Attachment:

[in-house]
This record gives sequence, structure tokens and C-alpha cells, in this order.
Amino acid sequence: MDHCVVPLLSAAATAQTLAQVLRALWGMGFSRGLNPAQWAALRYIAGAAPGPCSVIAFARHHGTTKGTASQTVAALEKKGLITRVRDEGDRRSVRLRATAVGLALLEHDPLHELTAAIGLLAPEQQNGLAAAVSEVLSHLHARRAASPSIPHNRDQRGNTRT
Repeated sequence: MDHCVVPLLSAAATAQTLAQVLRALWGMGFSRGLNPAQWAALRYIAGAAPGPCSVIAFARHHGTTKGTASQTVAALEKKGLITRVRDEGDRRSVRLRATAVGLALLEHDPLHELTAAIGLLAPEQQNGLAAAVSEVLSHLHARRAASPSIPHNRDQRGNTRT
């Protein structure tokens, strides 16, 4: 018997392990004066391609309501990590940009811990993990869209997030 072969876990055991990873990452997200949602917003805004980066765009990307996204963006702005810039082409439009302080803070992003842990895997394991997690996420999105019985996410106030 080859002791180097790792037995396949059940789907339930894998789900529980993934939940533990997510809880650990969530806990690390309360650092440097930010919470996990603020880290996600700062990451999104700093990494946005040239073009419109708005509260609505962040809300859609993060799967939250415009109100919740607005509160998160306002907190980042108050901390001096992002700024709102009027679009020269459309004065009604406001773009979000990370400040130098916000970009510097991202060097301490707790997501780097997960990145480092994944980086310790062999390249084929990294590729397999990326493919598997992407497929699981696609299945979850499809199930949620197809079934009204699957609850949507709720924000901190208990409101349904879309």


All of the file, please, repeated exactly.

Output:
[in-house]
This record gives sequence, structure tokens and C-alpha cells, in this order.
Amino acid sequence: MDHCVVPLLSAAATAQTLAQVLRALWGMGFSRGLNPAQWAALRYIAGAAPGPCSVIAFARHHGTTKGTASQTVAALEKKGLITRVRDEGDRRSVRLRATAVGLALLEHDPLHELTAAIGLLAPEQQNGLAAAVSEVLSHLHARRAASPSIPHNRDQRGNTRT
Repeated sequence: MDHCVVPLLSAAATAQTLAQVLRALWGMGFSRGLNPAQWAALRYIAGAAPGPCSVIAFARHHGTTKGTASQTVAALEKKGLITRVRDEGDRRSVRLRATAVGLALLEHDPLHELTAAIGLLAPEQQNGLAAAVSEVLSHLHARRAASPSIPHNRDQRGNTRT
């Protein structure tokens, strides 16, 4: 018997392990004066391609309501990590940009811990993990869209997030 072969876990055991990873990452997200949602917003805004980066765009990307996204963006702005810039082409439009302080803070992003842990895997394991997690996420999105019985996410106030 080859002791180097790792037995396949059940789907339930894998789900529980993934939940533990997510809880650990969530806990690390309360650092440097930010919470996990603020880290996600700062990451999104700093990494946005040239073009419109708005509260609505962040809300859609993060799967939250415009109100919740607005509160998160306002907190980042108050901390001096992002700024709102009027679009020269459309004065009604406001773009979000990370400040130098916000970009510097991202060097301490707790997501780097997960990145480092994944980086310790062999390249084929990294590729397999990326493919598997992407497929699981696609299945979850499809199930949620197809079934009204699957609850949507709720924000901190208990409101349904879309």